U.S. Water News Online
MIAMI -- The governors of Florida, Georgia and Alabama have
signed a memorandum of understanding regarding the sharing of water
from the Apalachicola, Chattahoochee and Flint rivers.
Florida Gov. Jeb Bush, Alabama Gov. Bob Riley and Georgia Gov.
Sonny Perdue each signed the memorandum, which details the principles
of their agreement on how to allocate water from the three-river
basin over the next four decades.
``Twelve years is far too long a time for these critical water
issues to go unresolved,'' Perdue said.
The Chattahoochee flows from Atlanta to Columbus, Ga., forming the
Alabama-Georgia border south of that point. The Flint forms south of
Atlanta, flows southwest to Lake Seminole and converges with the
Chattahoochee to form the Apalachicola, which flows through the
The basic agreement details how much water would flow south and
sets an expiration date of 2040 for the plan.
``These negotiations reflect our ongoing commitment to protect the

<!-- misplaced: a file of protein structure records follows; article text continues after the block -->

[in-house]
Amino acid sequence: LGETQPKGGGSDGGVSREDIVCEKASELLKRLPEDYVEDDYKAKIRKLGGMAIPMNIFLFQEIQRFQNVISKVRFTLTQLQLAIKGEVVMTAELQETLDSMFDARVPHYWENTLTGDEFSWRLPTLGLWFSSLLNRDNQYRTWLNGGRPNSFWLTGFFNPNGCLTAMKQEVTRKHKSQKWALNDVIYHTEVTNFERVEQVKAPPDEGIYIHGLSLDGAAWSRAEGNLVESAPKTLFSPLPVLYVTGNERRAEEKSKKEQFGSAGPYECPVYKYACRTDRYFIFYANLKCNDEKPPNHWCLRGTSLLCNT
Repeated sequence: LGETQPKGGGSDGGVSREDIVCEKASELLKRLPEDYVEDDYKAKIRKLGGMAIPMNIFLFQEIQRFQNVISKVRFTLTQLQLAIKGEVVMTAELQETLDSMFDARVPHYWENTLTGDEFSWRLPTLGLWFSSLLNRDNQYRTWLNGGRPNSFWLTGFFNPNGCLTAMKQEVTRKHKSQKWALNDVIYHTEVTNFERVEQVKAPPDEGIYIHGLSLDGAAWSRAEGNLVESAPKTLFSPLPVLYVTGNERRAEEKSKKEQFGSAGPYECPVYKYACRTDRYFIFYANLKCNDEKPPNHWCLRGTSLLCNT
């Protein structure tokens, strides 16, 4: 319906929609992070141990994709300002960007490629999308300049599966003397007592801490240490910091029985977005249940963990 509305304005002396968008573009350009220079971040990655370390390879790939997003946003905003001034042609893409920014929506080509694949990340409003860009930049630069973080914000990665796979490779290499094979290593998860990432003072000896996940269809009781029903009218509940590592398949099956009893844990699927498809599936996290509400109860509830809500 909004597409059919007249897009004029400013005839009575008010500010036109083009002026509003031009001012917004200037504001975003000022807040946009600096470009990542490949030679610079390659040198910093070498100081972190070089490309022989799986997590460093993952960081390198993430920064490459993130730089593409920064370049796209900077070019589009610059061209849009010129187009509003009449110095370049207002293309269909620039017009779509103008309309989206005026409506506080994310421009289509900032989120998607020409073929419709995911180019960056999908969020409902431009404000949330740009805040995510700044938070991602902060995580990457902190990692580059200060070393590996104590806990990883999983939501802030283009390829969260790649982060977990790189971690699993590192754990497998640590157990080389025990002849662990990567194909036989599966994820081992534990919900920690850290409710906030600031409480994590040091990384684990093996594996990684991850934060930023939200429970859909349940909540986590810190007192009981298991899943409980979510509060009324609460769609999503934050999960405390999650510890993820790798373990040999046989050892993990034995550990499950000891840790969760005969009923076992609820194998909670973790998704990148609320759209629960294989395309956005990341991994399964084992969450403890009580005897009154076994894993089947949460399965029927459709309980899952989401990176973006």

Apalachicola River and Bay,'' Bush said. ``I am hopeful we can
achieve a fair and equitable water allocation for Florida that will
meet the needs of our state.''
David Struhs, Florida's Department of Environmental Protection
Secretary, said the state is happy with the agreement, but wants to
be clear that ``there are some issues still not resolved.''
Struhs said some details, including the agreement's expiration
date, flow minimums and drought plans are of particular importance to
Florida. He attached his concerns to the memorandum of understanding.
``It is especially important that these non-drought flows do not
become targets,'' Struhs said. ``Florida's position is that an
allocation formula cannot allow more water to be taken out of the
system than is currently being negotiated during the term of an
agreement without mutual consent.''
The governors said they plan to have a draft agreement finished by
the end of August. Then, there would be a 60-day public comment
period on the proposal. If the agreement is signed after that period,
the federal government will begin a 255-day comment period.
``We're protecting the future of Florida's Panhandle region,''
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